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2017 ORC in Idaho Conference
July 25

Twin Cities ORC Association Annual Conference & Training
Aug. 15-16

2017 Safety Leadership Conference
Sept. 11-13

NE Loss Prevention Expo
Sept. 14

Retail Council of Canada LP Conference
Sept. 19

ASIS International
63rd Annual Seminar

Sept. 25-28

RFID in Retail and Apparel
Sept. 26

National Association of Bunco Investigators Annual Training Converence
Oct. 11-12

Colorado Organized Retail Crime Alliance Conference
Oct. 17

See More Events

Delivering Results & Combating Challenges Through Public-Private Sector Partnerships
John Romero, Joe Hopkins Jim Ostojic & Pete Zajda

Quick Take 17

See more episodes

Amazon Prime Day Breaks Record
Sales Grew By More Than 60%
Biggest Sales Event in Amazon History - Surpassing Black Friday & Cyber Monday

Amazon's third annual Prime Day ended with a bang. On Wednesday morning, Amazon announced its Prime Day sales this year surpassed Black Friday and Cyber Monday altogether, with total revenue growing by more than 60 percent from 2016. A "record number" of Prime members shopped across 13 countries, Amazon said.

Prime members' most popular purchase on Prime Day was the Echo Dot, Amazon said, and "tens of millions of Prime members" rung up purchases over the 30-hour period, up more than 50 percent from a year ago.

Amazon said Prime Day this year was the biggest sales event ever for Amazon-branded devices in the U.S. and around the world, with the event bringing in record sales for the Echo, Fire tablets and the Kindle.

Last year, Prime Day was Amazon's biggest sales day ever at the time, setting the bar high this go-round. In 2016, Prime Day sales rose more than 60 percent from the prior year, and in the U.S., orders were up more than 50 percent, Amazon said.

With an Amazon-Whole Foods deal in the works, more online shoppers are seen browsing Amazon.com for supermarket staples and everyday essentials, which notably haven't been best-sellers for the internet giant in past Prime Days. Yet, considering how this year Amazon is using Prime Day to introduce customers to the company's newest grocery offerings, and with tens of millions of Prime members, traditional grocery retailers should be "very worried" this time around, Maya Mikhailov, co-founder of GPShopper, told CNBC.

Internet Retailer projected that U.S. shoppers would spend $1.56 billion on Amazon during the 30-hour sale, representing a 20 percent jump from the trade publication's estimate of $1.30 billion spent on Prime Day last year. Shoppers around the globe, meanwhile, are believed to have spent a whopping $2.18 billion, Internet Retailer said. cnbc.com

Read Amazon's full press release here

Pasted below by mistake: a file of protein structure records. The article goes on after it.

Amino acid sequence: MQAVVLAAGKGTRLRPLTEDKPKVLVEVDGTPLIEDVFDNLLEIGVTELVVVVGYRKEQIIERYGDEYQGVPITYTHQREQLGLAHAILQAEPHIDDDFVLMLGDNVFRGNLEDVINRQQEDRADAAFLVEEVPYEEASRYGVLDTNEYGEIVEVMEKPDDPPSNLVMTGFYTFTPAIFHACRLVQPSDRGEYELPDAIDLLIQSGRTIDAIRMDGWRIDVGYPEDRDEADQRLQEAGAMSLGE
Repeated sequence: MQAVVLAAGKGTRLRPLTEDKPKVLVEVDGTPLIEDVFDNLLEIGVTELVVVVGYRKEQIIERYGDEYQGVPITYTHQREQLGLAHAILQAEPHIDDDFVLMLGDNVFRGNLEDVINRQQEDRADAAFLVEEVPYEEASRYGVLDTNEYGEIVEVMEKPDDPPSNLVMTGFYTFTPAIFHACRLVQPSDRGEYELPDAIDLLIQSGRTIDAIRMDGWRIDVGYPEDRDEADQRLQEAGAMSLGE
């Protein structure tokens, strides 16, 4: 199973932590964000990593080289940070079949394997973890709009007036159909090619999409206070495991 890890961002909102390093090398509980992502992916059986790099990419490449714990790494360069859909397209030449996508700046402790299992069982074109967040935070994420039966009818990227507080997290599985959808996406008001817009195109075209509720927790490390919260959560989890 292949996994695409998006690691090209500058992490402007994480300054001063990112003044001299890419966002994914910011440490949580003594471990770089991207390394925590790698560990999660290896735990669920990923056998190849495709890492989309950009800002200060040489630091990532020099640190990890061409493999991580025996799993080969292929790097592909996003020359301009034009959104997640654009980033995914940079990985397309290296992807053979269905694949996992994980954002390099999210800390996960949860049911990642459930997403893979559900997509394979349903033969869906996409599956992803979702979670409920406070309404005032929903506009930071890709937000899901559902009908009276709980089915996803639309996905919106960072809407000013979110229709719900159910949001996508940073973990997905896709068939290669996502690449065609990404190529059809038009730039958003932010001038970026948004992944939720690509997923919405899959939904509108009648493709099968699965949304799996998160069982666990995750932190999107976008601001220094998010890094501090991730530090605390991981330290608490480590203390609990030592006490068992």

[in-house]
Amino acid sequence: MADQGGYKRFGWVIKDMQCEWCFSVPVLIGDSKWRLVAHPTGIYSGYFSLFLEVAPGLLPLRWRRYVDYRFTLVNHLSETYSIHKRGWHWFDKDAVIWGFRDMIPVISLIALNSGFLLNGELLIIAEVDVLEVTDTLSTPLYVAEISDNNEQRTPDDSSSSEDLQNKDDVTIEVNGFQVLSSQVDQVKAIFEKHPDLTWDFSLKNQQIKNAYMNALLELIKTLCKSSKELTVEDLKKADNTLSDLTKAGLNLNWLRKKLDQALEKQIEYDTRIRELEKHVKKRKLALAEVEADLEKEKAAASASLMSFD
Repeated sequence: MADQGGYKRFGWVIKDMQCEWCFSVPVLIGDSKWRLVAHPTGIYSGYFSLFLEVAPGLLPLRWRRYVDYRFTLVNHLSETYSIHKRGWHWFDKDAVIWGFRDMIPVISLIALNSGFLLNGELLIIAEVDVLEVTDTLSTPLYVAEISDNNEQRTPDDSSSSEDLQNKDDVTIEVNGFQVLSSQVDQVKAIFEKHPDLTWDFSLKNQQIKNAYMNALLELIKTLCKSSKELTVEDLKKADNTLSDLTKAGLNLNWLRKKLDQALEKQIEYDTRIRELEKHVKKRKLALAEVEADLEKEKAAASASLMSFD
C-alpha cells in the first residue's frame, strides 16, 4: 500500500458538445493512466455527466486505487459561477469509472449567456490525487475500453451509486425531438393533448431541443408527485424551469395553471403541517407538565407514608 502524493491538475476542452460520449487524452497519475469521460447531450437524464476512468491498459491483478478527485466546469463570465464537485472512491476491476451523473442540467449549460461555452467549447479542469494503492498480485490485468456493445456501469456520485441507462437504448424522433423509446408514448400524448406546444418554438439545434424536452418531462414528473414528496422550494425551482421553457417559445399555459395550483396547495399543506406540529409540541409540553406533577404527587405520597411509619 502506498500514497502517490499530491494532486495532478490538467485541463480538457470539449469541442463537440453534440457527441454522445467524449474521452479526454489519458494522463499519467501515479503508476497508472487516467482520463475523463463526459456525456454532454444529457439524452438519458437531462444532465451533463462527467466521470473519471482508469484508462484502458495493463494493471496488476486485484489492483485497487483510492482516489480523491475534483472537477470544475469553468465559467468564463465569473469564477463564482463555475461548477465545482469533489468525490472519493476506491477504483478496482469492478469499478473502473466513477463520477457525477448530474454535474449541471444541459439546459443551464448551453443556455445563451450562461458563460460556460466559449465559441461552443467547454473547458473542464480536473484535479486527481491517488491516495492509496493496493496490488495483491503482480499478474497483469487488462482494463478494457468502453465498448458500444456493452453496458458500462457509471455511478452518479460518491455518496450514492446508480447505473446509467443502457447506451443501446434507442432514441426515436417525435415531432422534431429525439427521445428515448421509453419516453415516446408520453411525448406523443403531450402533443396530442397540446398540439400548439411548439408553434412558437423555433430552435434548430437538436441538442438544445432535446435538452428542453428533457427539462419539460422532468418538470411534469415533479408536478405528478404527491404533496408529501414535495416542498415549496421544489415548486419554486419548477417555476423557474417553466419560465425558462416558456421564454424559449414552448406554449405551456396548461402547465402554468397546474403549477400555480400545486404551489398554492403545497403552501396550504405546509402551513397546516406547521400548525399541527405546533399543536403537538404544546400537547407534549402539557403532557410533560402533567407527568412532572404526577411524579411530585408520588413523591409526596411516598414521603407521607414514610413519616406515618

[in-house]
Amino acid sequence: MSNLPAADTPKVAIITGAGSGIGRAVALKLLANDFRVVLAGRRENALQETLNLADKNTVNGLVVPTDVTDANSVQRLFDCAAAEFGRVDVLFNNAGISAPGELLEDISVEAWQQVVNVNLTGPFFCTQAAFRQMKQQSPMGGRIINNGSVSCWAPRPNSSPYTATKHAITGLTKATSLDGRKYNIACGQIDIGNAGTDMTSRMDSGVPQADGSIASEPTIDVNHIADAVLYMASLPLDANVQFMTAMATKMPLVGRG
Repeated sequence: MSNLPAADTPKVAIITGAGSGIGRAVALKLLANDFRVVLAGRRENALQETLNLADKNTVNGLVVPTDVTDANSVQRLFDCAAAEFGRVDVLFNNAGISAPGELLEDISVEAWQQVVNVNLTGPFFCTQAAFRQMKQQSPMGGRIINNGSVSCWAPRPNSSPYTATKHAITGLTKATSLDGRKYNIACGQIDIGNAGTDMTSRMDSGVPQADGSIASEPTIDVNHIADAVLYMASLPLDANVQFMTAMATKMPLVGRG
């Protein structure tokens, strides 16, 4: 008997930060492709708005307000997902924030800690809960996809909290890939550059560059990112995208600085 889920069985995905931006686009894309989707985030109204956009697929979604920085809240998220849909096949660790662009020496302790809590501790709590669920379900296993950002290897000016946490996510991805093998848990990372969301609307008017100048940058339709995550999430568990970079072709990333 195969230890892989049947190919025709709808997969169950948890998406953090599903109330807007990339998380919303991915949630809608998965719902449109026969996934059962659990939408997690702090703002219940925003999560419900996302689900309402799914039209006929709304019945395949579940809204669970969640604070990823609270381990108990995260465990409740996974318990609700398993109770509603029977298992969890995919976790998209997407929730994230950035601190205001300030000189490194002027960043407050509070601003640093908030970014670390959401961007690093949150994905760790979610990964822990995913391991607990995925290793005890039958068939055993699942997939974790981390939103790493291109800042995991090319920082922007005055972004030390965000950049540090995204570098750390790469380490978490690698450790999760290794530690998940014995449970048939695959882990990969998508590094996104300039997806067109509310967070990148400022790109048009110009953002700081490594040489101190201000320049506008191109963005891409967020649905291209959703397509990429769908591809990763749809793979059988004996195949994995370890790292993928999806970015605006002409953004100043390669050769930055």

Keep Your Friends Close, And Your Enemies Closer?
Getting in bed with the enemy - boy how cozy

65% of Retailers Sell on Amazon to Increase Sales
Yet Worry Amazon Will Use Their Data to Compete
A new report published by SLI Systems, a global leader and provider of e-commerce solutions and services, finds many retailers worldwide view Amazon as both friend and foe, relying on Amazon for visibility and profitability - but with some concern, due to the potential of competition from their marketplaces.

"While consumers are shopping Amazon Prime Day with glee, for merchants, the perks of leveraging the online giant come with some concern. Nearly 70% of the retailers we surveyed that sell on Amazon reported being somewhat or very worried that Amazon will use their sales data to compete with them, indicating they view Amazon as more of a 'frenemy.'"

Editor's Note: Wouldn't you look at their data? It's either you join them or you get killed by them. Really the industry has no choice unless you're Walmart and one of the big guys. You can't walk away from the sales and you've got to hope you come up with the line of goods that just takes off. prnewswire.com

Tech Firm Wants To Dodge Columbia Sportswear Hacking Suit
CTO Executive Hacks Former Employer Columbia Sportswear
Current Employer Fires Him & Claims He Didn't Do it For Us

Denali fired the executive after hearing of his alleged hacking his former employer Columbia Sportswear.
Denali said in its motion for summary judgment that sporting goods maker Columbia's claims - including conversion and alleged violations of the federal Computer Fraud and Abuse Act and the federal Wiretap Act - should be denied because no electronic data was lost or damaged, no evidence supports the CFAA claim and no evidence exists to suggest that Denali urged the alleged misconduct by the employee, Michael Leeper, who Denali fired as soon as it learned he had gained unauthorized access to Columbia's computer systems.

"There is no evidence Leeper's alleged misconduct was in any sense an act he was hired to perform at Denali," the motion for summary judgment said. "Leeper's alleged misconduct - hacking Columbia's network accounts - was certainly not tied to any of his job duties, or an act he was expected to perform when he was hired as Denali's chief technology officer. To the contrary, when Leeper joined Denali, Leeper agreed to abide by Denali's policies which expressly forbid illegal conduct."